Meet: Bill Dudley, Board Member
When Bill Dudley moved to Maryland 20 years ago, he knew he wanted to be close to the Chesapeake Bay. Growing up on the south shore of Long Island, Bill was a lifelong sailor. He noticed striking similarities between the Chesapeake Bay and the Great South Bay, saying that “living on the shores of the Chesapeake Bay felt like coming home again.” He immediately fell in love with the environment and culture.
Bill first became connected to the Chesapeake Bay Maritime Museum when he was invited to give a lecture in the 1980s. He was working as a historian with the Navy, and gave a talk on the role of the Navy in the American Revolution. Following this lecture, Bill and his family became Museum members and regularly visited CBMM as they sailed the Bay. Bill soon became interested in the history of the area, and wanted to become involved in an organization that was helping to preserve it. After giving another lecture at the Museum in 2010, he was invited to join the Board. Bill’s background as a historian makes him an excellent member of the Museum’s Collections Committee, and his vast experience brings much to the Museum.
Bill is a past-president of the North American Society for Oceanic History and the Society for History in the Federal Government. Presently, he serves as the Chair of the Maritime Committee of the Maryland Historical Society, is on the Board of Directors of the Naval Historical Foundation, the Editorial Advisory Committee of Sea History magazine, is the Historian General of the Naval Order of the United States, and is an appointed member of the Maryland Advisory Committee on Archaeology. He retired from the Naval Historical Center in 2004, currently works as a Maritime Heritage Consultant, and serves as Historical Advisor to the Annapolis Maritime Museum and the Ocean Technology Foundation, Groton, CT. He is an appointed member of the Resources and Stewardship Advisory Committee of the Maryland War of 1812 Bicentennial Commission, and is a member of the Williams Club of New York City. His most recent work is Maritime Maryland: A History, in which he creates a vivid picture of Maryland’s nautical past in its broadest scope, exploring the complex and nuanced interactions of people, land, and water, through descriptions of shipbuilding, steam technology, agricultural pollution, commercial and passenger transportation, naval campaigns, watermen, crabbing, and oystering.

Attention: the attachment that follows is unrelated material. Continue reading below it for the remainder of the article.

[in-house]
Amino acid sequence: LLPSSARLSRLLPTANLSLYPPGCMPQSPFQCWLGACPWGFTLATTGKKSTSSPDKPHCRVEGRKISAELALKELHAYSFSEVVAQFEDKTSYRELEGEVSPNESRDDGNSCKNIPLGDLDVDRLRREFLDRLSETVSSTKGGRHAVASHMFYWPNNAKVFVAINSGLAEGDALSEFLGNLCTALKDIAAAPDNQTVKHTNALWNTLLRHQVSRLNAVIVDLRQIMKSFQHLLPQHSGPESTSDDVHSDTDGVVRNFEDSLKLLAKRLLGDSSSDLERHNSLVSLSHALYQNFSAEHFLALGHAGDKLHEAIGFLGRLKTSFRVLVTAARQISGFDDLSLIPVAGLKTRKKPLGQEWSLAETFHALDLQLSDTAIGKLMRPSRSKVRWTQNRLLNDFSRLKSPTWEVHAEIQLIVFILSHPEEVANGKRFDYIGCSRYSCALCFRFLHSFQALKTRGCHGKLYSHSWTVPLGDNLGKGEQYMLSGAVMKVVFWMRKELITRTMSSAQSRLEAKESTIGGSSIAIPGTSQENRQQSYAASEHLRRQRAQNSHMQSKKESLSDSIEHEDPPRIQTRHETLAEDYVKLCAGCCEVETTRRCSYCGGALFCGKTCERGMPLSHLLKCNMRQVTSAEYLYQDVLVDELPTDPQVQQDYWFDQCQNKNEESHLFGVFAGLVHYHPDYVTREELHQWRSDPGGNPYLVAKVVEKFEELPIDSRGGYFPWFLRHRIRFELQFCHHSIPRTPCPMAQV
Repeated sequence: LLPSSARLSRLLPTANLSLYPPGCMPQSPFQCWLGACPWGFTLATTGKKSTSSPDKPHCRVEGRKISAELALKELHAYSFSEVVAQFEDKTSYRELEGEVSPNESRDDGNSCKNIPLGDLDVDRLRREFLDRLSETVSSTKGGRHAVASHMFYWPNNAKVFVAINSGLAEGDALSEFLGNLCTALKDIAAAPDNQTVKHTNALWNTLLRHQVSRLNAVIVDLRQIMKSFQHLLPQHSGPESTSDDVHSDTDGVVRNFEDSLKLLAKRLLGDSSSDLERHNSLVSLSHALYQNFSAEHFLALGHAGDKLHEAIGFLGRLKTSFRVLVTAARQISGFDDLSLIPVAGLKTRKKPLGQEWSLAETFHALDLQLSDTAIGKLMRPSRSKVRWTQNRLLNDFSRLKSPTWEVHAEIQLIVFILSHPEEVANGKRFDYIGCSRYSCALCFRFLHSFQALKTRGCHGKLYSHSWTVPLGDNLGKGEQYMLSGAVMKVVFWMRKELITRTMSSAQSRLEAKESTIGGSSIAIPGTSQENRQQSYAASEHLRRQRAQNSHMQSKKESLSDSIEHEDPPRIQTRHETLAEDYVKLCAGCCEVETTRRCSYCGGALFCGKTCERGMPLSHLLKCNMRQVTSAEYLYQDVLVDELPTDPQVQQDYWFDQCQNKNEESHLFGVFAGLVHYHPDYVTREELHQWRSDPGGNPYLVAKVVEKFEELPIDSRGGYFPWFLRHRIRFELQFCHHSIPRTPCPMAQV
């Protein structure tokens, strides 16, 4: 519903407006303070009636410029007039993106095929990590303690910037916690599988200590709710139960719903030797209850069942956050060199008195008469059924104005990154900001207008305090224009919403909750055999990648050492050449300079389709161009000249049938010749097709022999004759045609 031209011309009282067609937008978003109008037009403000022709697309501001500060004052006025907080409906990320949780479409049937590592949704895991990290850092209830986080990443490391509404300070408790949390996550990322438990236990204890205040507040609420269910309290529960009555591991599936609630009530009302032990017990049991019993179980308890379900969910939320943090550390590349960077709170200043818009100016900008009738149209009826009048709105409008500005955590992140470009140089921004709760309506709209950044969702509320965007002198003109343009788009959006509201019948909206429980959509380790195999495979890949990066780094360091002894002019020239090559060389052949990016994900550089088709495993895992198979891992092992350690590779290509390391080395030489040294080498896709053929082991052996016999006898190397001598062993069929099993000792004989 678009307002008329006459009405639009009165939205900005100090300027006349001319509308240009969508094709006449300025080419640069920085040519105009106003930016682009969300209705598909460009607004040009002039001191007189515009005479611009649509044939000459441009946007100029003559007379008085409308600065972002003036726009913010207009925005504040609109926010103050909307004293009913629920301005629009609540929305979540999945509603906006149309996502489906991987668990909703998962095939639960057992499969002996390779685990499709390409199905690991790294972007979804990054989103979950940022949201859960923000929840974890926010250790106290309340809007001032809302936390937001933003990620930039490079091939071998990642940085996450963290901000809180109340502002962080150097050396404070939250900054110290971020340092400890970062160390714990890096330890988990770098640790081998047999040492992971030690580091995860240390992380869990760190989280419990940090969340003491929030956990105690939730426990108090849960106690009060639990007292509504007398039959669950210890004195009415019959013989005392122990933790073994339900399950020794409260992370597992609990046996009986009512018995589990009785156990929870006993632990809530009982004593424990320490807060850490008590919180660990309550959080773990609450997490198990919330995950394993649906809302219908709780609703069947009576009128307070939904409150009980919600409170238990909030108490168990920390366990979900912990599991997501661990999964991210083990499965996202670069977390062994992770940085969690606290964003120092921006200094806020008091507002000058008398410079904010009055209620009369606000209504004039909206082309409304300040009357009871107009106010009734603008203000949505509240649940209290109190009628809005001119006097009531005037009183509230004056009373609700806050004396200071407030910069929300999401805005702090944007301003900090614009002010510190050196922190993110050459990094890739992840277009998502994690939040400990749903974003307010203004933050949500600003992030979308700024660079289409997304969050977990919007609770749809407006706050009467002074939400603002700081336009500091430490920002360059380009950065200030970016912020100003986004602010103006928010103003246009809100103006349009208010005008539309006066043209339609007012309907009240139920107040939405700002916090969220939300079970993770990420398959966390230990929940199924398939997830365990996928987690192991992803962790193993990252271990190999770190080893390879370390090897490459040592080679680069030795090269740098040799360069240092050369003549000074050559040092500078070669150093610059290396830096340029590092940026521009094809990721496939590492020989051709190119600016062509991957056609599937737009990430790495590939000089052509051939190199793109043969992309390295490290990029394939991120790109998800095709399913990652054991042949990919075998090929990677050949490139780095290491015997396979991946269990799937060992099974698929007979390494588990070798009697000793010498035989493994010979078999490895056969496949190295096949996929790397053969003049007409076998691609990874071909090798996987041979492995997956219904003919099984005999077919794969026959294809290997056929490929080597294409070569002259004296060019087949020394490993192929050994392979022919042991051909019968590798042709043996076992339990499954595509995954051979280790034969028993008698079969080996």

Bill recognizes the importance of CBMM’s role in continuing to help people learn about the Bay after formal schooling stops. “For the many people who have concluded their education and moved on to a working life, the best place to continue learning is in a museum that contains the artifacts, documents, and art that interprets the history of the Bay.” For Bill, the Museum resonates with people and brings them to a closer understanding of Chesapeake history and culture.
CBMM interprets the history of the Bay for more than 70,000 guests annually. Bill points out, for example, that “it is the one place you can go to, to get a complete picture of the region’s commercial history. For example, by highlighting the artifacts of the oyster business, CBMM communicates how the Bay was harvested and how people earned their living.”
Bill believes that CBMM does an amazing job with its displays, especially with the wooden boats that were used for both recreation and work. The log canoes, skipjacks, and bay craft highlight how local boatbuilders adjusted their skills to the geography and behavior of the Bay. Bill is truly appreciative of how CBMM has preserved so many of the boats that are part of the rich history of working, playing and living along the Bay.
Bill views the Museum as an organization that wants to make the best of our memories of the Bay as it was, as it is, and what it will become. There has always been an interaction between the Bay and its people, for better or worse. Indeed, CBMM acts as a safe place to discuss this history.
CBMM would like to thank Bill for his time and dedication to the Museum!